Learning technology, like learning management systems or mobile learning applications, has made it much easier to combine these techniques. Better still, modern learners are already accustomed to digital tools and online learning.
Let’s explore some of the digital learning features that help you to create a cohesive push and pull learning strategy!
For example, learners can level up as they progress through their training programme. You can assign new content that becomes available at each level. As such, you push content to learners in the order of your choosing.
However, gamification also makes learning more fun and engaging. This, in turn, pulls your learners back to the learning platform. Similarly, by knowing the content is gamified and fun to explore, your learners are more likely to complete training without being pushed to do so.
2. Social Learning
Social learning is primarily a pull learning method. For example, learners can explore their Social Feeds or Clubs to find real-life examples, relevant discussions or other learners sharing useful resources.
In addition, learners can rank and rate content once they have explored it. This serves as a useful guide for other learners who are pulling content from the library.
One of our learning technology solutions, Growth Engineering LMS, also comes with a dedicated Experts Area. It’s an area where learners can pose questions to relevant subject matter experts (SMEs) within their organisation.
The answers to these questions are public, forming a useful resource for all learners on the platform. Your learners can gain additional insights and your pros get a chance to showcase their expertise. It’s the gift that keeps giving!
Of course, once your Q&A page is full of useful information, you can push your learners towards it and include it as a part of your training programme.
3. Personalised Content
Your training content, and the programme as a whole, need to be relevant to your learners’ needs. The key is to ensure you provide personalised training.
Our LMS and learning app have a ‘My Things To Do’ section on the user dashboard. As an Admin, you can push the perfect content towards specific learners. This can include any training material within your content library.
And, of course, make sure to personalise the content itself. You can use name tokens and other personal elements to make the training more engaging and relevant.
4. Mobile Learning
Mobile learning is such a great addition to your pull and push strategy that it deserves its own point!
Most of today’s employees are familiar with mobile devices. In fact, over 86% of the global population owns a smartphone. The familiarity alone makes it a great learning tool.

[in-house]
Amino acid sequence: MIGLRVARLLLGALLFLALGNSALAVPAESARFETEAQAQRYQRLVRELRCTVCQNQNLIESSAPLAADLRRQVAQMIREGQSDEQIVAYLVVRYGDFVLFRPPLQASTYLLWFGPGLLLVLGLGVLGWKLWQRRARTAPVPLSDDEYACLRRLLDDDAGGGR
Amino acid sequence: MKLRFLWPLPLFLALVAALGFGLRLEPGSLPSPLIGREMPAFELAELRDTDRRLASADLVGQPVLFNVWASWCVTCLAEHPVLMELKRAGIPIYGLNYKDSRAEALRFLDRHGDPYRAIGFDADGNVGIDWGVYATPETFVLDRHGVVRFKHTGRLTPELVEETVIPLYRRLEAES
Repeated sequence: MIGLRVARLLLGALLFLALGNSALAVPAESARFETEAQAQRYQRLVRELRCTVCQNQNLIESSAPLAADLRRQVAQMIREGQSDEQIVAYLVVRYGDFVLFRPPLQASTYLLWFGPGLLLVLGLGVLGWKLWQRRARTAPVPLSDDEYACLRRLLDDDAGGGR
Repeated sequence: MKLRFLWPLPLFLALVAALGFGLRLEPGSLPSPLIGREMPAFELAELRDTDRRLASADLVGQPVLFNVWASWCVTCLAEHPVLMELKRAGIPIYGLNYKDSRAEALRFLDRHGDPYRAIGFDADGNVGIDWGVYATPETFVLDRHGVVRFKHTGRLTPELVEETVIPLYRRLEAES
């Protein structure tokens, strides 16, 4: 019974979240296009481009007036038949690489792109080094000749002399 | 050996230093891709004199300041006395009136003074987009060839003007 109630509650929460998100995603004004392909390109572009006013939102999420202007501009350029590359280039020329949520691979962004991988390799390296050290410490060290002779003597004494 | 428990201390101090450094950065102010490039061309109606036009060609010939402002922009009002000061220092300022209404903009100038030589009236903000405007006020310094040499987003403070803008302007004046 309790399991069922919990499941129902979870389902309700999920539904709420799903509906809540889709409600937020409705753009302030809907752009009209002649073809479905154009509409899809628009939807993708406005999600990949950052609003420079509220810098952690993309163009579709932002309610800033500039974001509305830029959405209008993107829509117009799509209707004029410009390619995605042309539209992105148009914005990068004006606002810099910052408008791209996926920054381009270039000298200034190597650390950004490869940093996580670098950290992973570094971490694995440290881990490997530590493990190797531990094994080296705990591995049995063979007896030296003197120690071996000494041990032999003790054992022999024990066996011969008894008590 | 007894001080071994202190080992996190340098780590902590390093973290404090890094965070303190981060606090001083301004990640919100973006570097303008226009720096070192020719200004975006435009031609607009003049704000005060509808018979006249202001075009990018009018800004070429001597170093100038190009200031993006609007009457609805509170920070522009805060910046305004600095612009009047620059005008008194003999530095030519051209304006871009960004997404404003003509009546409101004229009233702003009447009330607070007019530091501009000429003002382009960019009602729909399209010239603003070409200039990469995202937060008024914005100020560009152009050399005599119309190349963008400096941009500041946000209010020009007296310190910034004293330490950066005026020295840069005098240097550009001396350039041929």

However, mobile learning also improves accessibility. After all, we carry our mobiles with us everywhere. As such, learners can access and pull content whenever they want and wherever they are.
5. Push Notifications
Here at Growth Engineering, we love the power of notifications. On our learning app, we use push notifications. These alerts direct and inform learners and, in this case, push them back to the learning app.
Similarly, we recommend our LMS Admins to send email notifications to remind learners of new releases or content they should consume next. This gentle nudge helps to guide learners and remind them of their training.
6. Blended Learning
While we are digital learning pros, we also recognise the possibilities of blended learning. This approach mixes online learning with traditional classroom-based face-to-face sessions.
Blended learning is also a great way to incorporate both push and pull learning! For example, you can push learners towards specific content during your classroom sessions.
Learners can then use their online learning platform to explore additional content at their own pace. Similarly, they can take advantage of social learning features to expand their knowledge.
Adding narrative to your training content is a fantastic
way to increase learner engagement! This is important, because engagement is the secret to success for any pull-focused learning approach.
As such, by weaving compelling stories into your training programme, you’ll keep learners coming back again and again. And, of course, training content pushed towards your learners becomes much more interesting when it’s bolstered with a compelling story.
8. Assessments and Quizzes
Evaluating learner performance is the backbone of training. After all, you need to understand how much their skills and knowledge have improved as a result of your training initiative.
Assessments and quizzes help you to analyse performance. Similarly, test results help you to uncover any remaining skills gaps. You can then push relevant content towards your learners!
Mid-content tests or quiz questions also help your learners access immediate feedback and opportunities for self-reflection. Based on their results, they can then pull and explore additional training content.
Pull learning has been steadily rising in popularity, mainly due to advances in technology. Digital solutions have gifted us with the opportunity to improve our knowledge anywhere and at any time.
In fact, learners now have access to a library full of useful and relevant content in just a few clicks. They can pull resources to improve their knowledge at the point of need.
Nonetheless, push learning is still relevant, and it will remain important. After all, the guidance and structure it provides will always be needed where learning is concerned.
Put the two together, and you’ve got yourself a recipe for learning success! When combined, these techniques work in harmony to create robust learning experiences.
Eager to learn more about the impact technology has had on the L&D industry? Explore our Resources Archive today!